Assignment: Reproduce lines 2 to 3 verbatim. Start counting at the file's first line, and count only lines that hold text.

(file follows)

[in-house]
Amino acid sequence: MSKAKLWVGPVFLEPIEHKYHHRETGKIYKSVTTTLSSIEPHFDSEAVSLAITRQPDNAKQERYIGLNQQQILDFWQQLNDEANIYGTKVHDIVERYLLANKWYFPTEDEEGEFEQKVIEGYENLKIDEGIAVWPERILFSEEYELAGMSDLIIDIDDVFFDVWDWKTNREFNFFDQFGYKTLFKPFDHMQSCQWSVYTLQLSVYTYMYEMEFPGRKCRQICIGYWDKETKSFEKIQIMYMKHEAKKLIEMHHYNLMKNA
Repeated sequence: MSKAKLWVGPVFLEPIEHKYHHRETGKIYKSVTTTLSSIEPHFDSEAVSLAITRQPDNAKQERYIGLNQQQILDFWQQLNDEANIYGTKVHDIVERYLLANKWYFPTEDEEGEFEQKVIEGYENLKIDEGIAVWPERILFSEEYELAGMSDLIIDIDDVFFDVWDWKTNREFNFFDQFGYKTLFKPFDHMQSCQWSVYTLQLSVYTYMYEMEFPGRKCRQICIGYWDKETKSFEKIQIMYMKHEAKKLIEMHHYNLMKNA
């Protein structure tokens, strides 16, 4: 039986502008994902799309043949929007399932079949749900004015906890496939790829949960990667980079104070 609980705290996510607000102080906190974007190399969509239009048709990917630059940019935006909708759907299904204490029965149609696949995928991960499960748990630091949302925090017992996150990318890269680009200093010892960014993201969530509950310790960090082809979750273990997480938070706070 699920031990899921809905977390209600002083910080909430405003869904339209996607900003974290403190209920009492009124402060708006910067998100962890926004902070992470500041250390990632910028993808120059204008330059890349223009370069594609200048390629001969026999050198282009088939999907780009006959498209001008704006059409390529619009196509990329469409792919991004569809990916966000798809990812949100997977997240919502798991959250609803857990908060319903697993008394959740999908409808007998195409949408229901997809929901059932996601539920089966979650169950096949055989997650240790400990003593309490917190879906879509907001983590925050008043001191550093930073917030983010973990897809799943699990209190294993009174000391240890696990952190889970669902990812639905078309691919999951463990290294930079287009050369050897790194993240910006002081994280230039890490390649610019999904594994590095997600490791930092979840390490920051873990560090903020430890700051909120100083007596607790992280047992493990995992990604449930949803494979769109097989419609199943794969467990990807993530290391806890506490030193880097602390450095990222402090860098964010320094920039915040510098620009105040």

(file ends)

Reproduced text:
Amino acid sequence: MSKAKLWVGPVFLEPIEHKYHHRETGKIYKSVTTTLSSIEPHFDSEAVSLAITRQPDNAKQERYIGLNQQQILDFWQQLNDEANIYGTKVHDIVERYLLANKWYFPTEDEEGEFEQKVIEGYENLKIDEGIAVWPERILFSEEYELAGMSDLIIDIDDVFFDVWDWKTNREFNFFDQFGYKTLFKPFDHMQSCQWSVYTLQLSVYTYMYEMEFPGRKCRQICIGYWDKETKSFEKIQIMYMKHEAKKLIEMHHYNLMKNA
Repeated sequence: MSKAKLWVGPVFLEPIEHKYHHRETGKIYKSVTTTLSSIEPHFDSEAVSLAITRQPDNAKQERYIGLNQQQILDFWQQLNDEANIYGTKVHDIVERYLLANKWYFPTEDEEGEFEQKVIEGYENLKIDEGIAVWPERILFSEEYELAGMSDLIIDIDDVFFDVWDWKTNREFNFFDQFGYKTLFKPFDHMQSCQWSVYTLQLSVYTYMYEMEFPGRKCRQICIGYWDKETKSFEKIQIMYMKHEAKKLIEMHHYNLMKNA